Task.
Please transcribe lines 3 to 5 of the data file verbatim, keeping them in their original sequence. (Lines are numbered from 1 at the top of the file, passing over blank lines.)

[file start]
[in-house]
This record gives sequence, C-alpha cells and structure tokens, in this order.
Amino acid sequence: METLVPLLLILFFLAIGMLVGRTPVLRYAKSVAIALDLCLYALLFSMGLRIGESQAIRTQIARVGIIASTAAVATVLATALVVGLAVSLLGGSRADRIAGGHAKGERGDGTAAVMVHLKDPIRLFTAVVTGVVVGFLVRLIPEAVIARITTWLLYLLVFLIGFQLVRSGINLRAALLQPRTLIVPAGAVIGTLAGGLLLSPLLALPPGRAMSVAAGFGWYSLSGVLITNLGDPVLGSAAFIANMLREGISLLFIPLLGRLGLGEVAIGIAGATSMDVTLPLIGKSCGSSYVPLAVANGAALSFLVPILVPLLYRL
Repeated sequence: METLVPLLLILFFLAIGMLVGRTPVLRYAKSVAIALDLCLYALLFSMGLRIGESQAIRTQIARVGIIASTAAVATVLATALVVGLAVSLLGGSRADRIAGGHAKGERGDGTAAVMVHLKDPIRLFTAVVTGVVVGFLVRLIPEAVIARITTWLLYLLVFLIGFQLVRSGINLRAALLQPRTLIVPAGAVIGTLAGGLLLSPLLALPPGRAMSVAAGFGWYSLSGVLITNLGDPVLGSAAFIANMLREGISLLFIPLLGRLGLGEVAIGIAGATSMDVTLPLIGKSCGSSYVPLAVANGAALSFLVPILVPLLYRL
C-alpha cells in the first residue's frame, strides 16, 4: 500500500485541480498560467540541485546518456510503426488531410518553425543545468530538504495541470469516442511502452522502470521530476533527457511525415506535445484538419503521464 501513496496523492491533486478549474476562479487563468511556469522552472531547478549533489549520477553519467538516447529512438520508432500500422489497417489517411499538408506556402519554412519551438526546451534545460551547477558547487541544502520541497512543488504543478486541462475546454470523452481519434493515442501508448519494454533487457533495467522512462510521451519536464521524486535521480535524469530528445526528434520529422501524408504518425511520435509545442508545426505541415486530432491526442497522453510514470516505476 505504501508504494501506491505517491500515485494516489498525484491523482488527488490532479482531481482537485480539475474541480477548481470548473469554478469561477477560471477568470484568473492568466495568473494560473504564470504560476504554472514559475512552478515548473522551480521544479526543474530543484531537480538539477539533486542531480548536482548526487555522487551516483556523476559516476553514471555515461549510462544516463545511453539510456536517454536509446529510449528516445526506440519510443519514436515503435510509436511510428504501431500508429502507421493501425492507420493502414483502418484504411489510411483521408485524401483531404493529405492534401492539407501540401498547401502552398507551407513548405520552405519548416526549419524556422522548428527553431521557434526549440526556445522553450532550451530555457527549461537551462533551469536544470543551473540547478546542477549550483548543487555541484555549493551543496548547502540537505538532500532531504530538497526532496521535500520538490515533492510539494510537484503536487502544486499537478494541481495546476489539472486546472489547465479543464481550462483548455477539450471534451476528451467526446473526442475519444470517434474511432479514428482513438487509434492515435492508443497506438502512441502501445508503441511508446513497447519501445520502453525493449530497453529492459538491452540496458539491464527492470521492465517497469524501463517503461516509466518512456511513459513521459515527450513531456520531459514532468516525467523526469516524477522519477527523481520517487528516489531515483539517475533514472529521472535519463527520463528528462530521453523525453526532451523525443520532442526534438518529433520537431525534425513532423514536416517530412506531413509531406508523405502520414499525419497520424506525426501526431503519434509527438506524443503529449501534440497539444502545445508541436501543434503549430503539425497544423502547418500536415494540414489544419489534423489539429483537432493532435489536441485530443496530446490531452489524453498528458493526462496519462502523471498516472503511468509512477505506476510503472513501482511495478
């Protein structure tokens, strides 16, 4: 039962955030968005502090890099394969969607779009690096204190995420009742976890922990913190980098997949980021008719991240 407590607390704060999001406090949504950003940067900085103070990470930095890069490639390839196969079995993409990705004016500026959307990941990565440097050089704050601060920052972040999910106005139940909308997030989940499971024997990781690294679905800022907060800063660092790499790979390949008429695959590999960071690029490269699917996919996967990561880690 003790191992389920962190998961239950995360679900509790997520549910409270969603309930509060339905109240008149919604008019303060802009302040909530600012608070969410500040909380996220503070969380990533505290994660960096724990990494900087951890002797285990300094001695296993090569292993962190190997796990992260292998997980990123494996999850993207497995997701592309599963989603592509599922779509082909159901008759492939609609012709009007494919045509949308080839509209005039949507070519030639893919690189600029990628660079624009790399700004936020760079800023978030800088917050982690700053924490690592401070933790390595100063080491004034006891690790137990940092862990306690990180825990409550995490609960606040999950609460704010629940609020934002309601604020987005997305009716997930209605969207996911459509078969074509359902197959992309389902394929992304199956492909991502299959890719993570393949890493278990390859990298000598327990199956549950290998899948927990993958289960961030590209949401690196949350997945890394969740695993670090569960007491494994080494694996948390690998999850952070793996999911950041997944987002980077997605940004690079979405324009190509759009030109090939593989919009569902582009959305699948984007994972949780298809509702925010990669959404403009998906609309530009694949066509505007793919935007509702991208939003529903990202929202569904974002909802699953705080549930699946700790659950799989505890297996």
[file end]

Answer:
Amino acid sequence: METLVPLLLILFFLAIGMLVGRTPVLRYAKSVAIALDLCLYALLFSMGLRIGESQAIRTQIARVGIIASTAAVATVLATALVVGLAVSLLGGSRADRIAGGHAKGERGDGTAAVMVHLKDPIRLFTAVVTGVVVGFLVRLIPEAVIARITTWLLYLLVFLIGFQLVRSGINLRAALLQPRTLIVPAGAVIGTLAGGLLLSPLLALPPGRAMSVAAGFGWYSLSGVLITNLGDPVLGSAAFIANMLREGISLLFIPLLGRLGLGEVAIGIAGATSMDVTLPLIGKSCGSSYVPLAVANGAALSFLVPILVPLLYRL
Repeated sequence: METLVPLLLILFFLAIGMLVGRTPVLRYAKSVAIALDLCLYALLFSMGLRIGESQAIRTQIARVGIIASTAAVATVLATALVVGLAVSLLGGSRADRIAGGHAKGERGDGTAAVMVHLKDPIRLFTAVVTGVVVGFLVRLIPEAVIARITTWLLYLLVFLIGFQLVRSGINLRAALLQPRTLIVPAGAVIGTLAGGLLLSPLLALPPGRAMSVAAGFGWYSLSGVLITNLGDPVLGSAAFIANMLREGISLLFIPLLGRLGLGEVAIGIAGATSMDVTLPLIGKSCGSSYVPLAVANGAALSFLVPILVPLLYRL
C-alpha cells in the first residue's frame, strides 16, 4: 500500500485541480498560467540541485546518456510503426488531410518553425543545468530538504495541470469516442511502452522502470521530476533527457511525415506535445484538419503521464 501513496496523492491533486478549474476562479487563468511556469522552472531547478549533489549520477553519467538516447529512438520508432500500422489497417489517411499538408506556402519554412519551438526546451534545460551547477558547487541544502520541497512543488504543478486541462475546454470523452481519434493515442501508448519494454533487457533495467522512462510521451519536464521524486535521480535524469530528445526528434520529422501524408504518425511520435509545442508545426505541415486530432491526442497522453510514470516505476 505504501508504494501506491505517491500515485494516489498525484491523482488527488490532479482531481482537485480539475474541480477548481470548473469554478469561477477560471477568470484568473492568466495568473494560473504564470504560476504554472514559475512552478515548473522551480521544479526543474530543484531537480538539477539533486542531480548536482548526487555522487551516483556523476559516476553514471555515461549510462544516463545511453539510456536517454536509446529510449528516445526506440519510443519514436515503435510509436511510428504501431500508429502507421493501425492507420493502414483502418484504411489510411483521408485524401483531404493529405492534401492539407501540401498547401502552398507551407513548405520552405519548416526549419524556422522548428527553431521557434526549440526556445522553450532550451530555457527549461537551462533551469536544470543551473540547478546542477549550483548543487555541484555549493551543496548547502540537505538532500532531504530538497526532496521535500520538490515533492510539494510537484503536487502544486499537478494541481495546476489539472486546472489547465479543464481550462483548455477539450471534451476528451467526446473526442475519444470517434474511432479514428482513438487509434492515435492508443497506438502512441502501445508503441511508446513497447519501445520502453525493449530497453529492459538491452540496458539491464527492470521492465517497469524501463517503461516509466518512456511513459513521459515527450513531456520531459514532468516525467523526469516524477522519477527523481520517487528516489531515483539517475533514472529521472535519463527520463528528462530521453523525453526532451523525443520532442526534438518529433520537431525534425513532423514536416517530412506531413509531406508523405502520414499525419497520424506525426501526431503519434509527438506524443503529449501534440497539444502545445508541436501543434503549430503539425497544423502547418500536415494540414489544419489534423489539429483537432493532435489536441485530443496530446490531452489524453498528458493526462496519462502523471498516472503511468509512477505506476510503472513501482511495478